Reverse osmosis (RO) may be a filtration technique that removes several types of large molecules and ions from solutions by applying pressure to the solution when it’s on one aspect of a selective membrane.
The result is that the solute is retained on the pressurized facet of the membrane and also the pure solvent is allowed to pass to the opposite aspect. To be “selective,” this membrane ought to not permit giant molecules or ions through the pores (holes), but should enable smaller parts of the answer (like the solvent) to pass freely.
In the conventional osmosis method the solvent naturally moves from an area of low solute concentration, through a membrane, to an area of high solute concentration. The movement of a pure solvent to equalize solute concentrations on each facet of a membrane generates a pressure and this can be the “osmotic pressure.” Applying an external pressure to reverse the natural flow of pure solvent, so, is reverse osmosis.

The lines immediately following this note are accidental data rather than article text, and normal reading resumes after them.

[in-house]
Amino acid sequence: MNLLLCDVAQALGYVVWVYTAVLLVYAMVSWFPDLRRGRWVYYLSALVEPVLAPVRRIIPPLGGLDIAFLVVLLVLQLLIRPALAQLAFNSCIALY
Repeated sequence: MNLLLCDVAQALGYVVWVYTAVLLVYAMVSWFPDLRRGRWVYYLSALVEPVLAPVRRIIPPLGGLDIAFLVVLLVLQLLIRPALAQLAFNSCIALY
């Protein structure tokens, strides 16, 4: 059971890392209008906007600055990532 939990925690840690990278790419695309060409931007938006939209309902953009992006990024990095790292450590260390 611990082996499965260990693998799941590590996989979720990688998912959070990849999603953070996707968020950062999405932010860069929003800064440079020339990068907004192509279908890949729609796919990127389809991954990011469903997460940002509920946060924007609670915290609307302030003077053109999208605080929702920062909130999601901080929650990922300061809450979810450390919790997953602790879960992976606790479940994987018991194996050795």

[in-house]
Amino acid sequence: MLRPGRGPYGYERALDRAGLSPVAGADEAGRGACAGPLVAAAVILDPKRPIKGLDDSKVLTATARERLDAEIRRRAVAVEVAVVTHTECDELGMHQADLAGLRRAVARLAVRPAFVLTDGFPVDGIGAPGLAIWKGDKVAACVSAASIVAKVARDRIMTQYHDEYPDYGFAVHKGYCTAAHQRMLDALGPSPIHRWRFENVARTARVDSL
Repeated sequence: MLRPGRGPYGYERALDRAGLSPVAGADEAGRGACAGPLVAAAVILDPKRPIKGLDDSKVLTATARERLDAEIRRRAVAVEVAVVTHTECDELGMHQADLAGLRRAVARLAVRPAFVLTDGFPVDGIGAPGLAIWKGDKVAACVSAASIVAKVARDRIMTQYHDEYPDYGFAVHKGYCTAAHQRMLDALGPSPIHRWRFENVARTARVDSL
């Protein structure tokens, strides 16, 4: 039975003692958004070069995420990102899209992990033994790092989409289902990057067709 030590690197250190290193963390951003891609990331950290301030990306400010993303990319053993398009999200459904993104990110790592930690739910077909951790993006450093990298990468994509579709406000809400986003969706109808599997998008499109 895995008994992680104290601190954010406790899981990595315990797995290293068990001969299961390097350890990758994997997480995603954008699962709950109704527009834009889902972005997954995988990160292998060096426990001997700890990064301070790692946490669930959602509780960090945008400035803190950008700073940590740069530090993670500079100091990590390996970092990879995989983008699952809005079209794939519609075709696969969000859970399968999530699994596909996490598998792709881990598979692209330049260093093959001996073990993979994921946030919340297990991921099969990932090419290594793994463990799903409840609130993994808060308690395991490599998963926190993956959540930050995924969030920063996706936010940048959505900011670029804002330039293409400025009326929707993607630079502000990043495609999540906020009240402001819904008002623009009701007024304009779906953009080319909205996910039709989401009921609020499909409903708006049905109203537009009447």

The method is the same as membrane filtration. However, there are key differences between reverse osmosis and filtration. The predominant removal mechanism in membrane filtration is straining, or size exclusion, so the process will theoretically achieve good exclusion of particles irrespective of operational parameters like influent pressure and concentration.
Reverse osmosis, but, involves a diffusive mechanism therefore that separation efficiency is dependent on solute concentration, pressure, and water flux rate.Reverse osmosis is most commonly known for its use in drinking water purification.
Reverse Osmosis is the reversal of the natural osmosis process. This process is employed to desalinate aqueous solutions. Using appropriate high-performance membranes it is attainable today to remove a lot of than 99% of all salts from an aqueous resolution.